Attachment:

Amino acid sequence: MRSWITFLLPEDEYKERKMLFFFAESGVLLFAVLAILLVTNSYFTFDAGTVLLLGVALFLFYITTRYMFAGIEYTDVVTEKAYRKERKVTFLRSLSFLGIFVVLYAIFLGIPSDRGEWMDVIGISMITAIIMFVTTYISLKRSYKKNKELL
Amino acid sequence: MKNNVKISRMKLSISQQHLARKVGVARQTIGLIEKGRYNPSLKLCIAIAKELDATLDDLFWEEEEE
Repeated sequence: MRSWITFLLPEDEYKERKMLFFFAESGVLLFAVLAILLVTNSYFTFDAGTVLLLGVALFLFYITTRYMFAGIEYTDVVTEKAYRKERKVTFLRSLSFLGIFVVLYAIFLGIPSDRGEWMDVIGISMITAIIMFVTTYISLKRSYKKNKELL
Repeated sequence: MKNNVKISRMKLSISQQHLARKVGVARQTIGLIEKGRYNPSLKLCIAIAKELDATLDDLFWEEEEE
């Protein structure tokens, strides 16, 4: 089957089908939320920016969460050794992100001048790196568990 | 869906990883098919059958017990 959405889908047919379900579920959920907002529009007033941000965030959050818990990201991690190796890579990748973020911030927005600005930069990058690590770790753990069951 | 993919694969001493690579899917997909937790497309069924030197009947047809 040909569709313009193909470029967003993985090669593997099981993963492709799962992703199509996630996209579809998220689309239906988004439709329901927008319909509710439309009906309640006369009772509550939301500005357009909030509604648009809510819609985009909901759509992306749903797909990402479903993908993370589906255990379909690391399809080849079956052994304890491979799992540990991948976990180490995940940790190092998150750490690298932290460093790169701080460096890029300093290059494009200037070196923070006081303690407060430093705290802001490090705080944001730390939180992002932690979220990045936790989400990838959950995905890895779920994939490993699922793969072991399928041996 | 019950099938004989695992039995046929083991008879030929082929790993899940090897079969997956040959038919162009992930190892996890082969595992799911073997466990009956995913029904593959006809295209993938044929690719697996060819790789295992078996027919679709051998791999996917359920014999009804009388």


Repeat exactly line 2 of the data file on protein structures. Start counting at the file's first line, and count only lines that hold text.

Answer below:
Amino acid sequence: MKNNVKISRMKLSISQQHLARKVGVARQTIGLIEKGRYNPSLKLCIAIAKELDATLDDLFWEEEEE